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Cheap and Good NAS
January 9, 2011 11:39 AM   Subscribe

Seeking advice for a cheap good NAS array with 4 TB storage and easily-configurable remote access that allows file and folder transfers?

I'm looking for 4 TB of total drive capacity, not 4 TB mirrored/8 TB total.

I lean more towards good than cheap, but I'm hoping there's a sweet spot. Right now I'm looking at LaCie's 2big Network 2 and Iomega's StorCenter ix2-200.

The only thing stopping me is uncertainty about the remote access. It's important that I be able to transfer both files AND folders remotely, which I can't seem to do with Windows Home Server. (WHS remote access only allows uploads of files, not folders, with a file size limit of 2 GB, and the folder-zipping always breaks on large downloads. I'd also welcome suggestions for WHS add-ins that can make massive folder transfers easier with WHS.)
posted by anotherpanacea to Computers & Internet (9 answers total) 4 users marked this as a favorite
 
Perhaps a Pogoplug?

It's a cheap NAS device; you add your own USB hard drives (you can add more than one with a USB hub), and it has sharing software built in- the remote access software is the point of the device.

If you don't need 4TB now, you could start with a smaller drive and add more capacity later as costs come down.
posted by jenkinsEar at 11:55 AM on January 9, 2011 [1 favorite]


I just bought a QNAP TS-210. There are cheaper 2-bay devices but this is the least expensive one from QNAP. I only just installed it and haven't put it through its paces but early indications are that its firmware is excellent. There's a robust remote web file manager (is that what you're after?) and you can SSH onto it too.
posted by Dan Brilliant at 12:44 PM on January 9, 2011


I've got an ix2-200, though the 2x1TB variety not the 2x2TB. They initially had a firmware bug that caused the system to shut down due to a faulty temp report (i.e., the system thought it was hotter than it really was so shut itself down for safety), but that's been fixed for quite some time. If you do get one, make sure you're running the latest firmware. Haven't had any problems with it since that firmware upgrade, and even then the failure mode was towards safety rather than the other way around.
When you say you want to retrieve files using remote access, what do you mean? Remote access or the built-in software? From within your network or outside? I don't allow access from outside my local network to it, but from within it supports FTP, AFP, CIFS, NFS and bluetooth, so it's pretty much up to you how you want to get files off of it. There's also a root access hack for it, if you really want to roll something else.
posted by Runes at 12:59 PM on January 9, 2011


You could use FreeNAS on any old computer hardware and put as many drives as you want in it. It can be accessed remotely just fine, provided you configure your router appropriately, which is not hard.

It's very simple to install and there's great documentation for doing custom stuff.
posted by odinsdream at 2:11 PM on January 9, 2011


There are two routes, both of which I've taken.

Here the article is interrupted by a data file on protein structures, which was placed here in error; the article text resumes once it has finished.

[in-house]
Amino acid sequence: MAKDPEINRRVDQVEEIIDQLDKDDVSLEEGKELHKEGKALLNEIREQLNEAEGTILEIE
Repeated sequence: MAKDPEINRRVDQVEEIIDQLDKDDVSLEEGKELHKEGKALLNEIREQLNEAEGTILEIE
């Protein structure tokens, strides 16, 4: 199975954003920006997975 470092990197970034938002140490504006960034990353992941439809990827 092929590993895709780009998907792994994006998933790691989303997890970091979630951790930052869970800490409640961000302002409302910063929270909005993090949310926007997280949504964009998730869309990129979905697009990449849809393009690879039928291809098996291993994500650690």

The easiest is the WD ShareSpace, which comes in an 4tb flavor. This allows for remote (outside of your local network) access via their own vpn-line redirector. The device works, and if you can find it on sale, is about the cost of four WD "green" 1TB drives plus a little more. Slow as hell, though, and can be annoying to configure. I've also tried other pre-build NAS systems, and found them laking in some way.

The second route - and this is what I recommend - is to re-purpose an existing spare system or get a cheaper mobo+case system, and put Linux on it. I've never used FreeNas, but I had little trouble setting up Ubuntu Server. If you need you can configure whatever you want for remote (I use ssh+ftp+rsync myself, but others have set up vpn+samba).

The pogoplug is not a bad suggestion, but the downside is it's all USB2.0 drives.
posted by Old'n'Busted at 2:55 PM on January 9, 2011


Old'n'Busted; I've set up FreeNAS recently for work. What I like about it is that I don't need to really research how to do what it comes built with out of the box. FreeNAS is also super, super small. You could boot it off a USB key and use all your harddrives for storage.
posted by odinsdream at 2:58 PM on January 9, 2011


Old'n'Busted: How slow are the pre-built NAS systems? What's making them so slow, compared to FreeNAS? The OS? The drives that come pre-installed? The Atom/Marvell processors?

Can I install FreeNAS on any NAS system I buy?
posted by anotherpanacea at 5:31 AM on January 10, 2011


By the way, if anyone can recommend a better solution for mounting an FTP drive in Windows 7 than NetDrive, I'd appreciate it.
posted by anotherpanacea at 1:19 PM on January 13, 2011


Most of the special-purpose NAS's use limited processors because they're only doing one thing (serving up files over the network). FreeNAS on a general-purpose CPU will generally be faster, but at at higher cost too. Some of the newer NAS's now use higher-performance chipsets, since they admit that people want to run other services on them.

SmallNetBuilder
has a chart of performance of the various NAS's.
posted by Runes at 6:48 AM on January 14, 2011


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